Leave the cheesecake to set in the fridge for at least 4 hours before serving.

by Maria

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Sweet Treats: Chocolate & Passionfruit Cheesecake

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I cannot say I am the biggest fan of cheesecakes. There is however a few exceptions that make me ever so tempted to try. I do love lemon&lime cheesecake by Nigella. It is rich, creamy and so lush. Well I am not one of those people that would be worried to use too much double cream.

I have never tried to make no-baked cheesecake until last week. It has been bugging me for a while as my oven seems to be giving me a bit of a hard time these days. And so I decided to experiment. This recipe takes literally 20 minutes to make and tastes delicious. So I hope you enjoy it too 😉

I also decided to lighten up the richness of the chocolate and cream with tangy and fresh passion fruit. It works very well and does not seem to spoil the solid texture of the cheesecake. Feel free to decorate the top with fresh raspberries or strawberries. Their bright red colour would make this dessert even more delightful.

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Sweet Treats: Chocolate & Passionfruit Cheesecake (servers 8-10)

Ingredients
150 g digestive biscuits
30 g melted butter
1 tbsp golden sugar
300 ml double cream
100 g soft cream cheese
40 g icing sugar
300 g dark chocolate
2 passion fruits

Line the sides of 9 inch cake tine with baking paper. This helps when you later try to get the cheesecake out of the tin. Crush biscuits until they form a breadcrumb texture. Then mix with golden syrup and butter. Press the biscuits to the cake tin and leave in the fridge to set.

Melt the dark chocolate over bain-marie and set aside to cool. Whip the double cream then add icing sugar and cream cheese. Add cooled chocolate to the mixture and passion fruit. Mix well and then transfer to the cake tin.

Leave the cheesecake to set in the fridge for at least 4 hours before serving.

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by Maria

Sweet Treats: Blueberry Tarts

 


As you probably noticed tarts are somehow my favourite desserts to make. If I am lucky they look and also taste lovely. I am very lucky that my friend has some mini tart tins I could use.

This time I decided to up pastry leftovers I had. It was not enough to make another large tart, I thought, so I made four small ones instead. The decorating was no rocket science as I still had some blueberries in the fridge. And so in the end I managed to make rather cute looking blueberry tarts with a bit of a passion fruit syrup.20160530_190944.jpg

I have learnt a few tricks since working with a shortcrust pastry. Never push pastry with a rolling pin to stretch it. Just roll it out with sharp but short strokes. Pastry sometimes crumbles a lot but be patient and it will eventually work. When blind baking always ensure the pastry is crispy and has sort of a biscuity texture before removing the baking parchment with the beans. And once the pastry is turning nicely golden it will be lovely and dry when filled with the cream.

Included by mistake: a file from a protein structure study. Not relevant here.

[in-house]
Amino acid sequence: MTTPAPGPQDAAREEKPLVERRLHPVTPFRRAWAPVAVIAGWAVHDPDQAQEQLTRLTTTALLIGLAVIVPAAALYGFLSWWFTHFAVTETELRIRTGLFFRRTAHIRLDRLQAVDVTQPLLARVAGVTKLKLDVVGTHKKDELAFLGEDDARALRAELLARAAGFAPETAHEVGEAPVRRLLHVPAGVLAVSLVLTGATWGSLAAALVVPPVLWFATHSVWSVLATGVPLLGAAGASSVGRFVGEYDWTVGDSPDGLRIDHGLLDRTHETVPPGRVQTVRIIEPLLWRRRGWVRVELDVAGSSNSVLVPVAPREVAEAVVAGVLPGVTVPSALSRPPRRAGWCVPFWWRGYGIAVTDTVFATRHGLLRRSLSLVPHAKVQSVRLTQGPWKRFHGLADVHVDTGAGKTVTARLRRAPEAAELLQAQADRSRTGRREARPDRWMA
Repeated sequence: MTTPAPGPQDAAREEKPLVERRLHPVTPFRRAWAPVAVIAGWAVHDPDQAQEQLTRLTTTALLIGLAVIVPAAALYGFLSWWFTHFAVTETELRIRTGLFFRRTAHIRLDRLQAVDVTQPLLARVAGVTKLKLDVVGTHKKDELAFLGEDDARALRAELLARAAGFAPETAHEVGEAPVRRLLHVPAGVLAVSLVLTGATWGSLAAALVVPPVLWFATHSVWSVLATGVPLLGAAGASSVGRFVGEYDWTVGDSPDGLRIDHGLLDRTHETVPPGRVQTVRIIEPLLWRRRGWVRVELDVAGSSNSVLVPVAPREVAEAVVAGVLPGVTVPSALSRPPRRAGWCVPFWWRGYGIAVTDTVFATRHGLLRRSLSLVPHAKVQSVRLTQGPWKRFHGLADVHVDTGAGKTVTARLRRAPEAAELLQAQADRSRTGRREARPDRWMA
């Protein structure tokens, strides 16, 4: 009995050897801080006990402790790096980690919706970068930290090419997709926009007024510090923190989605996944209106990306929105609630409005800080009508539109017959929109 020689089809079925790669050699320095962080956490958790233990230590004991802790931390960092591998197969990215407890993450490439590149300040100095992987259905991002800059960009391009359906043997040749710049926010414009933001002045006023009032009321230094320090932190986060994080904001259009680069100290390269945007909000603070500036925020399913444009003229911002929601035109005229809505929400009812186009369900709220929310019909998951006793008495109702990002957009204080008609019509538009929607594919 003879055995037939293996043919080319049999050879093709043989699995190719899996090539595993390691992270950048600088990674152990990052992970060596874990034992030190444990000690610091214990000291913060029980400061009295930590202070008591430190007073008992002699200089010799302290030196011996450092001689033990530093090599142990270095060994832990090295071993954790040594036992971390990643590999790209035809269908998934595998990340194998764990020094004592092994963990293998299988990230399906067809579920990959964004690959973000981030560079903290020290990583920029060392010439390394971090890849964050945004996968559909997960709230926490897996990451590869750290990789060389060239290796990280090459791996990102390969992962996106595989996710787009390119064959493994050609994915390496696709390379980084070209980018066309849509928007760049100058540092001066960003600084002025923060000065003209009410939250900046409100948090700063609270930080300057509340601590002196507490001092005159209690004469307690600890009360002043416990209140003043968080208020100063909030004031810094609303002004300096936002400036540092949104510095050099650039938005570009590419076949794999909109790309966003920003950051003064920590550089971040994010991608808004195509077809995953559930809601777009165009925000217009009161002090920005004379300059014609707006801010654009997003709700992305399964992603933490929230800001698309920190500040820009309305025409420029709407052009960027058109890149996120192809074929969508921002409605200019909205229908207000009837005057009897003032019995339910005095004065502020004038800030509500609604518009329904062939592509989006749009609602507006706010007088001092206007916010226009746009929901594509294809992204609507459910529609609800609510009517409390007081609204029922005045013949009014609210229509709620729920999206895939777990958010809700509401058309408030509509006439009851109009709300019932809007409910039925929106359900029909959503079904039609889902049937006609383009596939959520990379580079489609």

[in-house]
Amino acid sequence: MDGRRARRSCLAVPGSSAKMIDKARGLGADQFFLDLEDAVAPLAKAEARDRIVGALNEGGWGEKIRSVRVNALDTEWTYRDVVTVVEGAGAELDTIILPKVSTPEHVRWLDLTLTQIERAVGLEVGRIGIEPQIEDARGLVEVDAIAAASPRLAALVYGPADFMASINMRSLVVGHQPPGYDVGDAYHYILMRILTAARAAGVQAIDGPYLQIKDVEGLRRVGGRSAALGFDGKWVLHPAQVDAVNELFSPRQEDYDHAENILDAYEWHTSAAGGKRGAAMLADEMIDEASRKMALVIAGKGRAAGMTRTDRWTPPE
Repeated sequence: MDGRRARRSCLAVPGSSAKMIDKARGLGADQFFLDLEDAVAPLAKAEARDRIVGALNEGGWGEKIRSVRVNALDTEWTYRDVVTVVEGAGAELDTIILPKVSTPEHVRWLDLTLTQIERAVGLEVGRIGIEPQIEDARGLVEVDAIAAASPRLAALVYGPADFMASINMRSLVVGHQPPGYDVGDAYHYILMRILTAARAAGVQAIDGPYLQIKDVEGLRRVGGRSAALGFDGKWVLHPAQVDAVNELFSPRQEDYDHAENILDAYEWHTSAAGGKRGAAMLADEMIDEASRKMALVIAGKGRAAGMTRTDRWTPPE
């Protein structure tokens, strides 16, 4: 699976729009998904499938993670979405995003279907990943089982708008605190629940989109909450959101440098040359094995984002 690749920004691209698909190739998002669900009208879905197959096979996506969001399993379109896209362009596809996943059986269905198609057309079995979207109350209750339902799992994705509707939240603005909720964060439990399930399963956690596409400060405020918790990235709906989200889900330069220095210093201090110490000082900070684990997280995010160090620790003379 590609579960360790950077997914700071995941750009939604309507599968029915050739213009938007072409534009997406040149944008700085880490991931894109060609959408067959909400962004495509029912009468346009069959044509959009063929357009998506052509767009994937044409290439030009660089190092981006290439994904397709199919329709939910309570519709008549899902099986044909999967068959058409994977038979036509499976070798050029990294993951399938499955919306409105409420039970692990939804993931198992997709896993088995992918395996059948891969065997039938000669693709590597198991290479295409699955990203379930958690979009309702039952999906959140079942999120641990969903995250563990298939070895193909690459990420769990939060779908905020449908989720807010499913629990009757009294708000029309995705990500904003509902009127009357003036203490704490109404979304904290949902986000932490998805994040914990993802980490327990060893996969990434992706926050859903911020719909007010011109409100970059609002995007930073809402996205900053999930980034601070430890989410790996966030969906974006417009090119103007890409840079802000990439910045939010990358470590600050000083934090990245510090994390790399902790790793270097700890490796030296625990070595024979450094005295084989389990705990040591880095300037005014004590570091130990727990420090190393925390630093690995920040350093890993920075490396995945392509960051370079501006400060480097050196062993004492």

Sweet Treats: Blueberry Tarts with a Passionfruit Syrup

For the pastry
200 g plain flour
100 g cold unsalted butter, cut into cubes
2 tbsp cold water

For the filling
100 ml double cream
4 tbsp passion fruit syrup
250 g blueberries

For the pastry, rub the butter, with your fingertips, into the flour to create a breadcrumb texture. Shake the bowl every now and then to allow large lumps come to the surface. Once the texture is fairly even sprinkle a little bit of water and work the dough with a round end knife until it come together. Bring the dough together with your hands and tip on a surface. Sprinkle the surface with a bit of flour, this will make it easier when rolling the pastry. Sprinkle a bit more flour on the rolling pin and roll the pastry to about 1 mm thickness. Cut the pastry to a slightly larger size than each tin  and lay carefully over each tin. Press the dough into the wrinkled corners of tin using your fingers. Chill for about 20 minutes.

Heat the oven to 200 C/180 C fan/ gas 6. cover the pastry with a baking parchment sand fill with baking beans. Blind bake for about 10 minutes and then without the paper for another 5-8 minutes. Take out of the oven once golden in colour and allow to cool down. Trim the edges with a sharp knife to cut the overhanging pastry.

Whip the double cream until it is about to thicken and then spread over each pastry shell. Spread some of the passion fruit syrup over each tart. Or if you prefer whip the syrup with the cream. Place blueberries in circles starting with  the outer circle. And finally sprinkle a little bit of icing sugar on top.

by Maria

 

Sweet Treats: Strawberry&Cream Cake